August 22, 2012 / 9:13 AM / 6 years ago

A Minute With: Keanu Reeves going digital with 'Side By Side'

LOS ANGELES (Reuters) - Keanu Reeves’ latest film, “Side By Side,” has no car chases, explosions or slow-motion bullets like those in “The Matrix.” But for fans of cinema, it has something even more valuable - an inside look at digital technology’s impact on traditional film.

Actor Keanu Reeves attends a news conference to promote the film "Henry's Crime" during the 35th Toronto International Film Festival, September 14, 2010. REUTERS/Fred Thornhill

The 98-minute documentary is co-produced by Reeves, who also acts as interviewer, and directed by Chris Kenneally and it features a who’s who of Hollywood heavyweights discussing their views on making movies through film or digital means.

Filmmakers interviewed include James Cameron, David Fincher, David Lynch, George Lucas, Danny Boyle, Martin Scorsese, Christopher Nolan and Steven Soderbergh

“Side By Side” opened in Los Angeles on August 17, hits New York August 31 and plays around the United States in weeks to come. It is available nationwide on video-on-demand Wednesday.

Reeves recently spoke to Reuters about the movie.

Q: Where did the idea for “Side by Side” come from?

A: “A couple of years ago I was working on this film, “Henry’s Crime,” which I also produced, and I was talking with Chris Kenneally about all the new digital technology and all the changes in the industry. We were sitting in the post-production suite trying to match the photochemical image with the digital image, side by side, and it just hit me - film is going away, and we should document this whole evolution. So Chris and I gradually put a team together to make the documentary.”

Q: The film features interviews with some 70 top filmmakers, directors of photography and other experts. How did you pull all that together?

A: “It wasn’t easy and it took almost a year to film everyone. We began at the 2010 Camera Image festival in Poland and got a bunch of (cinematographers) there, including all these greats I’d worked with, such as Vittorio Storaro, Michael Chapman and Michael Balhaus. That was our start, and then word-of-mouth spread, and I began contacting some of the directors I’d worked with over the past 25 years. So that history together obviously helped get some of the big names on board and we just started building momentum. We ended up getting nearly 150 people and then we had to cut it down for the final movie.”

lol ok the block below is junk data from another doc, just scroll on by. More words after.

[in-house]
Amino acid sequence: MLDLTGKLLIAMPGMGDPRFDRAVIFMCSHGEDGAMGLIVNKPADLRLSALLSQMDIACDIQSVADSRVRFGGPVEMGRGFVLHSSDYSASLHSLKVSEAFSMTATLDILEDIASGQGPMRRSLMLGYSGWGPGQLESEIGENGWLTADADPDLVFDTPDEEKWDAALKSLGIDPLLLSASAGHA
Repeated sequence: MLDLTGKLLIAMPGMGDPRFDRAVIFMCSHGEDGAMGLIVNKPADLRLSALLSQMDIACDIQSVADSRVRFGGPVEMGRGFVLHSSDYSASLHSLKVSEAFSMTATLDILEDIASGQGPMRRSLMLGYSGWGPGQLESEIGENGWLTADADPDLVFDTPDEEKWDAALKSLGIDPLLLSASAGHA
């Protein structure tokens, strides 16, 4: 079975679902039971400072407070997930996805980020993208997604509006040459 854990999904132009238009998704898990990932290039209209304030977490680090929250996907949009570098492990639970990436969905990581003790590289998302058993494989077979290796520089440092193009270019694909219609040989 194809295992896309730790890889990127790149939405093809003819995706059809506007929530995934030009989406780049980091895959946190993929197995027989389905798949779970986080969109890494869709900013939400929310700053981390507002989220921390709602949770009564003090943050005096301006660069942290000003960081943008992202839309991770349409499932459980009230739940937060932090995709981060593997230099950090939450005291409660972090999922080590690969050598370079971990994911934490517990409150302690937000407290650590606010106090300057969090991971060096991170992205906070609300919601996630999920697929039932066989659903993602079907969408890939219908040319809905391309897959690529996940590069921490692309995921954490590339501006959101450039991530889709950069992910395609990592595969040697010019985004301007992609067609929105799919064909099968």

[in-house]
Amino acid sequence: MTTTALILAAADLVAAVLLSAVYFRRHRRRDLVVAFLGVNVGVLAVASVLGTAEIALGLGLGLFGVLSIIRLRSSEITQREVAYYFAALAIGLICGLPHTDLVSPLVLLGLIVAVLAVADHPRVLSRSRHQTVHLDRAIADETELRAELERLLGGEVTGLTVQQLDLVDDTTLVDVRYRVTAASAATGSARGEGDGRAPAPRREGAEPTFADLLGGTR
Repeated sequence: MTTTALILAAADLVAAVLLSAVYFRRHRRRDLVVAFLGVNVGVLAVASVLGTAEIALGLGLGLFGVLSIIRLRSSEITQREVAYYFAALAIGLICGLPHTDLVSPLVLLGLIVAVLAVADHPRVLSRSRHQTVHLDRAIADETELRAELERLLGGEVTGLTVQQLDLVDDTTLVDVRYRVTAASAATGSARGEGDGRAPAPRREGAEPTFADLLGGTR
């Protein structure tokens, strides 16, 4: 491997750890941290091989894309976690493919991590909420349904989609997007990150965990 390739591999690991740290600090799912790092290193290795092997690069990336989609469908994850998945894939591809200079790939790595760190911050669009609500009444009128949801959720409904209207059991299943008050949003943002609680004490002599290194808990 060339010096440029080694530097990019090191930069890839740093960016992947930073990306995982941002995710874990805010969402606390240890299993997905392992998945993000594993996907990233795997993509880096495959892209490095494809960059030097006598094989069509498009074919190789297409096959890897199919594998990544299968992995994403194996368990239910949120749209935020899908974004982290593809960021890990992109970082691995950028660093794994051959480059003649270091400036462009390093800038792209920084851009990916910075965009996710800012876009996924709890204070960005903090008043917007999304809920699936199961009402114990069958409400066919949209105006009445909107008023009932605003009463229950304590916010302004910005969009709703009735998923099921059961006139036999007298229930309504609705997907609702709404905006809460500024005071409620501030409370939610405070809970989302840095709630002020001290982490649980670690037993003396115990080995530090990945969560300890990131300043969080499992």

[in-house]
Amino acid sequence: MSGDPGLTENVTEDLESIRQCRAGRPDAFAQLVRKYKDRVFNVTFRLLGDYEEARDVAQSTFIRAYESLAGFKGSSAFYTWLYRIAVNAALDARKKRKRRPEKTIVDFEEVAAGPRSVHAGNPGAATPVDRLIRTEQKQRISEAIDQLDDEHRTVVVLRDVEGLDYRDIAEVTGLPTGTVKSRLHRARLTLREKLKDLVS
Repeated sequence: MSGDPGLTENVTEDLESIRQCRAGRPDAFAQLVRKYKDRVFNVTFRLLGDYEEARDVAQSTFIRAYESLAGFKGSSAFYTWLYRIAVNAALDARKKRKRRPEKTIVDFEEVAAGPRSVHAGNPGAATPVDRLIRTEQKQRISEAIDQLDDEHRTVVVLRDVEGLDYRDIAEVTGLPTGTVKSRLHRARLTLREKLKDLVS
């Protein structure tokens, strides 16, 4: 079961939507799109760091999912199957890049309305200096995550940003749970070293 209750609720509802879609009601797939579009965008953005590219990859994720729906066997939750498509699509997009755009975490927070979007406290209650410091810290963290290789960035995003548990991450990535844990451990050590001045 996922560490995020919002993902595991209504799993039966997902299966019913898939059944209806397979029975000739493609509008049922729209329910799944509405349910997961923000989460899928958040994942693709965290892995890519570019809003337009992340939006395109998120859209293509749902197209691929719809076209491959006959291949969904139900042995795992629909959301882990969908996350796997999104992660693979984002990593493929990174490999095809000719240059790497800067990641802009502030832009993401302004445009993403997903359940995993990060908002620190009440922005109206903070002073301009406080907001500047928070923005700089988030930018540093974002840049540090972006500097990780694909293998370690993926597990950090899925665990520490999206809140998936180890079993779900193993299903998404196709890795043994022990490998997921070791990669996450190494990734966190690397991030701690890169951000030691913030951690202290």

Q: Did anyone turn you down?

A: “We got nearly everyone we wanted, although of course some people were unavailable or didn’t want to be interviewed, for whatever reason.”

Q: Who was the hardest person to get hold of?

A: “Chris Nolan, because his schedule on ‘The Dark Knight Rises’ was so crazy. It took a long time to set that one up.

Q: Nolan’s always been an outspoken champion of film as opposed to digital. Is it true you appealed to his anti-digital sentiments by writing him an old-fashioned letter?

A: “Yes, I actually wrote to him on an old-fashioned typewriter. I think he got a kick out of that and we finally shot him in his trailer on the Batman set in LA.”

Q: You also managed to get “Matrix” directors, the Wachowskis. That was quite a coup as they haven’t done an interview in over a decade.

A: “Well, we’ve stayed friends since ‘The Matrix’ films and they were lovely. I felt honored that they wanted to be a part of this. And I think they add so much to this documentary and may surprise a lot of people with their views. Although they pioneered so many digital techniques in the ‘Matrix’ films, they have this big love for film and the look of film.

Q: Any other highlights?

A: “Talking to George Lucas was pretty special. The sheer impact that he’s had on digital cinema is just so amazing, and I learned so much. I mean, I wasn’t familiar with his development of the EditDroid which then turned into the Avid but we all know about ILM and THX and his work with digital cameras. He’s a true maverick and pioneer of where we are today. He’s done it all.

Q: Having made the documentary, how do you feel about the future of physical film? Is it dead?

A: “I think it is. Even Chris Nolan admits that film, if not dead, is now on life support, and it’s just going to become more and more difficult to even get film. Personally I’m a big film fan and it’s sad to see it go but the future is digital.”

Q: You’re also behind the camera again directing your first big feature, a kung fu adventure titled “Man of Tai Chi,” and shooting it in China. Did you go digital?

A: (Laughs) “We did. I developed this project for five years and we’re shooting on location in Beijing and Hong Kong. I’m having a great time directing and I definitely plan to do it again.”

Editing by Bob Tourtellotte and Bill Trott

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